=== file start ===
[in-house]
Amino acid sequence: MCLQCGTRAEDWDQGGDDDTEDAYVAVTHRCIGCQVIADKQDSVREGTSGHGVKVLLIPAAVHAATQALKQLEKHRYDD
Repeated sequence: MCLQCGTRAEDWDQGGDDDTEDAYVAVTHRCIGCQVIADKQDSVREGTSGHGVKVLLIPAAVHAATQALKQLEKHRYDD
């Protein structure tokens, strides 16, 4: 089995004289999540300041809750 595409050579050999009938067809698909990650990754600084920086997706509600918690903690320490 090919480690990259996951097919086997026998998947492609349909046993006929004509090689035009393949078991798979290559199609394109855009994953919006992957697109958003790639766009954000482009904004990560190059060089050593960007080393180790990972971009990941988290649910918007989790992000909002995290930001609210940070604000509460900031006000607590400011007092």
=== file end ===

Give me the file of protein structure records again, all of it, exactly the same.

[in-house]
Amino acid sequence: MCLQCGTRAEDWDQGGDDDTEDAYVAVTHRCIGCQVIADKQDSVREGTSGHGVKVLLIPAAVHAATQALKQLEKHRYDD
Repeated sequence: MCLQCGTRAEDWDQGGDDDTEDAYVAVTHRCIGCQVIADKQDSVREGTSGHGVKVLLIPAAVHAATQALKQLEKHRYDD
């Protein structure tokens, strides 16, 4: 089995004289999540300041809750 595409050579050999009938067809698909990650990754600084920086997706509600918690903690320490 090919480690990259996951097919086997026998998947492609349909046993006929004509090689035009393949078991798979290559199609394109855009994953919006992957697109958003790639766009954000482009904004990560190059060089050593960007080393180790990972971009990941988290649910918007989790992000909002995290930001609210940070604000509460900031006000607590400011007092």